Some phytochemical, pharmacological and toxicological properties of ginger (Zingiber officinale Roscoe): A review of recent research

Department of Pharmacology and Clinical Pharmacy, College of Medicine and Health Sciences, Sultan Qaboos University, P.O. Box 35, Al Khod 123, Oman.
Food and Chemical Toxicology (Impact Factor: 2.9). 03/2008; 46(2):409-20. DOI: 10.1016/j.fct.2007.09.085
Source: PubMed


Ginger (Zingiber officinale Roscoe, Zingiberacae) is a medicinal plant that has been widely used in Chinese, Ayurvedic and Tibb-Unani herbal medicines all over the world, since antiquity, for a wide array of unrelated ailments that include arthritis, rheumatism, sprains, muscular aches, pains, sore throats, cramps, constipation, indigestion, vomiting, hypertension, dementia, fever, infectious diseases and helminthiasis. Currently, there is a renewed interest in ginger, and several scientific investigations aimed at isolation and identification of active constituents of ginger, scientific verification of its pharmacological actions and of its constituents, and verification of the basis of the use of ginger in some of several diseases and conditions. This article aims at reviewing the most salient recent reports on these investigations. The main pharmacological actions of ginger and compounds isolated therefrom include immuno-modulatory, anti-tumorigenic, anti-inflammatory, anti-apoptotic, anti-hyperglycemic, anti-lipidemic and anti-emetic actions. Ginger is a strong anti-oxidant substance and may either mitigate or prevent generation of free radicals. It is considered a safe herbal medicine with only few and insignificant adverse/side effects. More studies are required in animals and humans on the kinetics of ginger and its constituents and on the effects of their consumption over a long period of time.

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Available from: Badreldin H. Ali, May 22, 2015
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    • "Ginger (Zingiber officinalis) has been used for thousands of years as food condiments and medicines (Shukla and Singh, 2007). It contains biological active phytochemicals such as gingerols, shagoals, paradols and zingerone (Ali et al., 2008). Abdullah et al. (2010) elucidated that ginger extract inhibited proliferation and induced apoptosis of HT29 and HCT116 colon cancer cells by arresting at G0G1 cell cycle. "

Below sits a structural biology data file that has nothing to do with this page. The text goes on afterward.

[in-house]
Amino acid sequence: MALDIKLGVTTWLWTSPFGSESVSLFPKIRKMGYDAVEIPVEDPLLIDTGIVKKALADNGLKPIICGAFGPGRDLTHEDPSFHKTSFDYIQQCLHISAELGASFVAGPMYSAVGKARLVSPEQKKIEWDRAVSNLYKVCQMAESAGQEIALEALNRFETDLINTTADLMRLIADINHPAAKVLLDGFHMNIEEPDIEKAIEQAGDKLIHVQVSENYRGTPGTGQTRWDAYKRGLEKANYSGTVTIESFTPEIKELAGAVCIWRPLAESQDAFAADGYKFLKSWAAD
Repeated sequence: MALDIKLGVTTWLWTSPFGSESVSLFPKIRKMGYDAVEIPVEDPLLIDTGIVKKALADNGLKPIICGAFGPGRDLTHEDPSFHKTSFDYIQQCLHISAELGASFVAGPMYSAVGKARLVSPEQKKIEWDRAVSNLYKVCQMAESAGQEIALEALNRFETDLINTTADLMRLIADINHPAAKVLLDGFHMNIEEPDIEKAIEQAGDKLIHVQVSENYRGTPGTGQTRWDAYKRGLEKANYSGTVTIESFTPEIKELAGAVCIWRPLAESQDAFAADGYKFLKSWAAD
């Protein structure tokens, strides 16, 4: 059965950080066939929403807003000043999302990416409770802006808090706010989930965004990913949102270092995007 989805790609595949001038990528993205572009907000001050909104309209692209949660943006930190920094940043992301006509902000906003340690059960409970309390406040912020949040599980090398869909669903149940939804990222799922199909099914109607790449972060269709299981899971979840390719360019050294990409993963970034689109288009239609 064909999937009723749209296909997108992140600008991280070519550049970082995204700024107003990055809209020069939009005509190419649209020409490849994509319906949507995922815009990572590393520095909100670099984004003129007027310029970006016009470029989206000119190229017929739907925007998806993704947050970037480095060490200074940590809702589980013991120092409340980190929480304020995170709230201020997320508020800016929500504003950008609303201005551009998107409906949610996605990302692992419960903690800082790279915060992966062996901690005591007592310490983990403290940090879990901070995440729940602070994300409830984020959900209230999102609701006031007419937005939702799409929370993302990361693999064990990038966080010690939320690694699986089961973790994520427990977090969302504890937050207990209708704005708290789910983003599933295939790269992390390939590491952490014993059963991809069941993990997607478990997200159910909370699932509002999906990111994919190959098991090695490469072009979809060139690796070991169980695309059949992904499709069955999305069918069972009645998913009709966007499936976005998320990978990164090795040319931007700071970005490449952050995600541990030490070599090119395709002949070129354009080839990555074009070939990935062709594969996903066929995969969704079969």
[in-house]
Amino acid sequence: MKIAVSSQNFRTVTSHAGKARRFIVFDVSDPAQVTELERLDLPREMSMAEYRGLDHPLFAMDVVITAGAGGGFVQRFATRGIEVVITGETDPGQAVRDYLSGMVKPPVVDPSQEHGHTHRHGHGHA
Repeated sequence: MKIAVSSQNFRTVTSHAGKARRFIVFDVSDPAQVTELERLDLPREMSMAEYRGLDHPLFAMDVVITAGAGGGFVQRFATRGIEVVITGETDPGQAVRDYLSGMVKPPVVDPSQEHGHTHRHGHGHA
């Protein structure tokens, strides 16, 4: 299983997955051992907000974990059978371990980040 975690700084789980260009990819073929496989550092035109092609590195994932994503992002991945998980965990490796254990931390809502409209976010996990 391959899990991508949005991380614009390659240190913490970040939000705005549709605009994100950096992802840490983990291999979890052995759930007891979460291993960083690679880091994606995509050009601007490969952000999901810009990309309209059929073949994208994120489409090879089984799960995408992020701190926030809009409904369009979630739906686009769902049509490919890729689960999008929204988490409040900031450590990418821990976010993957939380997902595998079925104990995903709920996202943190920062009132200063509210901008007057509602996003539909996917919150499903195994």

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    ABSTRACT: genesis of colorectal cancer (CRC) . The aim of this study was to elucidate whether combination of Gelam honey and ginger might have chemopreventive properties in HT29 colon cancer cells by modulating the mTOR, Wnt/β-catenin and apoptosis signaling pathways. Treatment with Gelam honey and ginger reduced the viability of the HT29 cells dose dependently with IC50 values of 88 mg/ml and 2.15 mg/ml respectively, their while the combined treatment of 2 mg/ml of ginger with 31 mg/ml of Gelam honey inhibited growth of most HT29 cells. Gelam honey, ginger and combination induced apoptosis in a dose dependent manner with the combined treatment exhibiting the highest apoptosis rate. The combined treatment downregulated the gene expressions of Akt, mTOR, Raptor, Rictor, β-catenin, Gsk3β, Tcf4 and cyclin D1 while cytochrome C and caspase 3 genes were shown to be upregulated. In conclusion, the combination of Gelam honey and ginger may serve as a potential therapy in the treatment of colorectal cancer through inhibiton of mTOR, Wnt/β catenin signaling pathways and induction of apoptosis pathway. Keywords: mTOR - Wnt/β catenin - apoptosis - combination - HT29 colon cancer cell
    Asian Pacific journal of cancer prevention: APJCP 10/2015; 16(15):6549-6556. DOI:10.7314/APJCP.2015.16.15.6549 · 2.51 Impact Factor
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    • "Thus, the demand for natural antioxidants has increased due to the growing interest in the food and pharmaceutical industries for development of drug which has less side effects and potent against various diseases (Yeh et al., 2014). From literature survey , it was found that the ginger contains a number of bioactive phenolic and non phenolic constituents, which in pure form or its derivatives might be potentially useful in the treatment of various diseases like oxidative stress, diabetes, cancer, arthritis, gout, gastric ulcer, hypercholesterolemia, pain, microbial or viral infection (Chrubasik et al., 2005; Badreldin et al., 2008), here we presented many benefits of ginger from reviewed literature and formulated this study. Therefore, in this study, we investigated the HPTLC and HPLC analysis of ginger extract for bioactive constituents with antioxidant, anti-inflammatory, and xanthine oxidase inhibitory properties. "